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New post 04 Jun 2018, 00:12
GMATNinja wrote:
BinhFantasia wrote:
I can eliminate other answers to choose C but I can not understand why C is true. Are "professed goals" = level of profitability? Is it common knowledge?

Quote:
"65. The findings cited in the passage suggest which of the following about the outcomes of corporate mergers and acquisitions with respect to acquiring firms?

(A) They include a decrease in value of many acquiring firms??? stocks.
(B) They tend to be more beneficial for small firms than for large firms.
(C) They do not fulfill the professed goals of most acquiring firms.
(D) They tend to be beneficial to such firms in the long term even though apparently detrimental in the short term.
(E) They discourage many such firms from attempting to make subsequent bids and acquisitions."

"Yet mergers and acquisitions remain common, and bidders continue to assert that their objectives are economic ones." - The bidders (i.e. the acquiring firms) assert (or profess) that the deals will benefit their firms economically.

But the "second study concluded that post-acquisition gains to most acquiring firms were not adequate to cover the premiums paid to obtain acquired firms." If the premiums paid exceed the post-acquisition gains, then the firm would have lost money on the deal. Obviously this would not benefit the firm economically.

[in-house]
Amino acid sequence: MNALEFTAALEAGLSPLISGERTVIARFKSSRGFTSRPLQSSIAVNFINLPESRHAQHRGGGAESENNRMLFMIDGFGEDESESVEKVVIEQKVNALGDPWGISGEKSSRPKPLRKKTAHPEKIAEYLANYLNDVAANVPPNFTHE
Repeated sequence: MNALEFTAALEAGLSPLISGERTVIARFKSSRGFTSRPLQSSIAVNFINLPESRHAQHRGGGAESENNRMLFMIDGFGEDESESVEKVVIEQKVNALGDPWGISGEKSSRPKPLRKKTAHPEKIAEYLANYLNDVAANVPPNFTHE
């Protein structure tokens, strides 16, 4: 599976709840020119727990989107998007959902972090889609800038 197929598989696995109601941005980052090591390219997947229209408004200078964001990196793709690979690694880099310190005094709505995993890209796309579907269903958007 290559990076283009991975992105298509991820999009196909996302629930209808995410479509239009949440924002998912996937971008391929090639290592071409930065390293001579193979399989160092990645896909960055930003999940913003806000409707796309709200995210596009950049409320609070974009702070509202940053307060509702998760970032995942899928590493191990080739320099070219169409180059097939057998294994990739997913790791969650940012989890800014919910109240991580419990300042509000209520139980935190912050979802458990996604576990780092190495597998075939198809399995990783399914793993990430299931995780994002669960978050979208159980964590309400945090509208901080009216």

The bidders profess that they are doing the deals for economic reasons, but the study suggests that most bidding firms lose money on the deals. Thus, the outcomes of the deals do not fulfill the professed goals (economic gains) of the acquiring firms.

I hope that helps!



hello GMATNinja
I narrowed down to option C and E, but marked the wrong answer E.
of course the studies suggest that bidding firms are not making profits from the merger and acquisition. Shall not the study discourage new merger and acquisitions?
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Re: Findings from several studies on corporate mergers and acquisitions du  [#permalink]

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New post 27 Jun 2018, 11:48
Quote:
65. The findings cited in the passage suggest which of the following about the outcomes of corporate mergers and acquisitions with respect to acquiring firms?

(C) They do not fulfill the professed goals of most acquiring firms.
(E) They discourage many such firms from attempting to make subsequent bids and acquisitions.


Quote:
hello GMATNinja
I narrowed down to option C and E, but marked the wrong answer E.
of course the studies suggest that bidding firms are not making profits from the merger and acquisition. Shall not the study discourage new merger and acquisitions?

The question specifically asks about the outcomes of corporate mergers and acquisitions with respect to acquiring firms.

Immediately after the author cites three studies that raise questions challenging why firms should initiate and consummate mergers and acquisitions, the author says: